8. A warped sense of humor: When one patient is screaming for pain meds, another just pooped all over the floor, the monitor tech is calling to say your third patient had a run of V Tach, & your admission just arrived, you better have a warped sense of humor or you’re going to run out of the building in tears. I’m serious.  This is something I didn’t totally appreciate as a new grad, as most new grads probably don’t.  You just can’t know the insanity of being a nurse until you’ve done it.  The things we laugh at would probably make the average person cringe, but then again the average person isn’t a nurse. And if you don’t learn to find the humor in the crazy things we see & deal with on a daily basis, you won’t survive in this field.  It’s as simple as that.sense of humor nursing

If you’re reading this & you’re considering entering the nursing profession, I hope you’ll take this post seriously.  If you don’t feel that you possess any of the above characteristics, frankly I’d suggest going into another field.  Naturally none of us is born with all of these characteristics or possesses all of them 100% of the time because, as I said, we’re all human.  All I can say is I’m so thankful to have worked with so many wonderful nurses over the past four years who have demonstrated these characteristics to me & helped me develop them as well.  If you’re one of those nurses, or one of the many fabulous nursing professors & clinical instructors I was blessed to learn from, & you’re reading this, I thank you from the bottom of my heart.thank you

15 Reasons Why Nursing is the Best Career Ever

Those of you who know me in real life may be aware that I spent a great deal of time pondering whether I should attend nursing school or medical school.  For a number of reasons I chose nursing, not the least of which was my scholarship to attend nursing school.  Even after graduation & moving on to “the real world” for a while I still had a lot of days (or nights) when I wondered if I’d made the right choice.  To further complicate matters I’ve even been told by well-meaning but clueless folks “You’re too smart to be just a nurse” or some variation on that theme.  Those comments used to really bother me & I couldn’t help but wonder for a while if maybe there was some truth in them.  But the longer I’ve been a nurse the more I’ve realized that being “smart” has little to do with whether one should be a doctor vs a nurse (or anything else for that matter).  Both fields require a great amount of intelligence along with many other important skills.  For right now I’m very content that nursing was the right path for me.  Someday I will probably “move on” to nursing education, Nurse Practitioner, or maybe even med school.  I’m not ruling out anything at this point.  But for right now nursing seems to be a perfect fit for me & I’m so glad I chose this path.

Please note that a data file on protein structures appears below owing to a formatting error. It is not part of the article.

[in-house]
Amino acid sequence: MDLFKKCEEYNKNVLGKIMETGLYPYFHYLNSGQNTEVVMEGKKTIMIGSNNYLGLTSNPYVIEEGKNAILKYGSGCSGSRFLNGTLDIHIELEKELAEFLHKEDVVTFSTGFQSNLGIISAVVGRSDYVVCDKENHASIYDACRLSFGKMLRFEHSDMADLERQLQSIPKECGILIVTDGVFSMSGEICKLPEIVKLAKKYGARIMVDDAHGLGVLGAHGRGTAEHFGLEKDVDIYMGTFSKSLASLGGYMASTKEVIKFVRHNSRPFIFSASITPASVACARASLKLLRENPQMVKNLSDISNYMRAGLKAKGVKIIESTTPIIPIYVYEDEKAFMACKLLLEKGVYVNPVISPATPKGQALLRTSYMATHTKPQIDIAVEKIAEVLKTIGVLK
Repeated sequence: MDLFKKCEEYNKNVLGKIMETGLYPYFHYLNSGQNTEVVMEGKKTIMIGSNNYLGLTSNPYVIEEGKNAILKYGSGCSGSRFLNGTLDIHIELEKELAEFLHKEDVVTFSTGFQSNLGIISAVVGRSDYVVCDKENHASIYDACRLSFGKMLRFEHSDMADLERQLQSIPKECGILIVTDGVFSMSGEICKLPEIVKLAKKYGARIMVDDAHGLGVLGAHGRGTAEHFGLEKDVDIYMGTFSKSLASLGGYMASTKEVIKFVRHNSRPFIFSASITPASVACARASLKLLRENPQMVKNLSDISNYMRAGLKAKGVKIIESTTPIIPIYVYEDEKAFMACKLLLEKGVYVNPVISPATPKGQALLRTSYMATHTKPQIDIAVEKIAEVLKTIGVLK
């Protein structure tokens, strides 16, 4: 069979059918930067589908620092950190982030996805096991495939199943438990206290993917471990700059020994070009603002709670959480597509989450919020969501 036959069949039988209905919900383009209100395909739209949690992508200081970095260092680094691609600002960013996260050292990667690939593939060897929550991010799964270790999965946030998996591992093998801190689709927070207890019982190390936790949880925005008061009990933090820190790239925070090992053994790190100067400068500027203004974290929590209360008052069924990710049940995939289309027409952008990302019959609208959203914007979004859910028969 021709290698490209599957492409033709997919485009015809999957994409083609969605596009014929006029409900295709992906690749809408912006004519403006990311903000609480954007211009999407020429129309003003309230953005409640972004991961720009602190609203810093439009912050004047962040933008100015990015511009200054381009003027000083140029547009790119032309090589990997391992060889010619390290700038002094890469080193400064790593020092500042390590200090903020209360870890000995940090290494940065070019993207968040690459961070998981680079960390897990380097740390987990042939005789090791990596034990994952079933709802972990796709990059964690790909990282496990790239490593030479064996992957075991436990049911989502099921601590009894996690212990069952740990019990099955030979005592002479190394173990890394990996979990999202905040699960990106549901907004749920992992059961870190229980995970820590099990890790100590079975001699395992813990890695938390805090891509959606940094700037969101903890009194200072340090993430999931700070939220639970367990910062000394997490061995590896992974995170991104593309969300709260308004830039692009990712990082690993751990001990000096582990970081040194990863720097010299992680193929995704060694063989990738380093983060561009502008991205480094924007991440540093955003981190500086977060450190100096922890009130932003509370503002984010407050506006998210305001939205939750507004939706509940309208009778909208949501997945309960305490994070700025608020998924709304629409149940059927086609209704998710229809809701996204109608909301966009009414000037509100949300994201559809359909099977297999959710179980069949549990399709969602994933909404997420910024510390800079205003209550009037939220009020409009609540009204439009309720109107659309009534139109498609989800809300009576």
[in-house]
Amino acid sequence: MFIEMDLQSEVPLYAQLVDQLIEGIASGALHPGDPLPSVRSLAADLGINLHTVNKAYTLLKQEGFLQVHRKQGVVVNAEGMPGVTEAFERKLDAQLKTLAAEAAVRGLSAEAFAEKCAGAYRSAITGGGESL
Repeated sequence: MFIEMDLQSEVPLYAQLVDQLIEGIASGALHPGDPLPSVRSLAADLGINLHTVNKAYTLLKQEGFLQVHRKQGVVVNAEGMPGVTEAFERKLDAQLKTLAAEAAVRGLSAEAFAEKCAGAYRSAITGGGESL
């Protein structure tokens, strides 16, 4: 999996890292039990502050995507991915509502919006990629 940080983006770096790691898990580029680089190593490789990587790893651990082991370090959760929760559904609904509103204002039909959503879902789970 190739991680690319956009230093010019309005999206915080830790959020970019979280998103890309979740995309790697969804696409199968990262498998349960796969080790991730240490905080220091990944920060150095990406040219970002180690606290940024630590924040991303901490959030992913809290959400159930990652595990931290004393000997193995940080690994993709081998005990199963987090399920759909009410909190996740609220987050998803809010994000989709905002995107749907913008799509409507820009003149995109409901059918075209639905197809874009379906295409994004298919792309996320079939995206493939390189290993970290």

nursing humor

To be honest when I decided to attend nursing school I intended to be a bedside nurse for only a few years, maybe 5 years at most.  My sole intention was to advance to being an NP.  However, it didn’t take long for me to realize that I actually love bedside nursing, a lot more than I honestly thought I would, & I’m in no hurry to leave it.  Yes, I have stressful shifts in which I wonder why the heck I chose this profession, but thankfully those are few & far between, & even on those shifts I know that I’ve made a positive difference in someone’s life in some way, no matter how small.  I’ve been blessed to work with some AMAZING people at both of my nursing jobs, from fellow nurses & nursing assistants to doctors & respiratory therapists.  What I’ve realized is that in healthcare (as everywhere) no man (or woman) is an island.  None of us can do our jobs alone.  I am not one of those nurses who feels the need to “cut down” doctors or compete with anyone for attention or glory.  The truth is every single healthcare team member is irreplaceable.  From housekeepers to nursing assistants, from doctors to pharmacists, from physical therapists to nurses, we are all invaluable.  And our patients receive the best care when we treat each other with the respect & dignity we all deserve.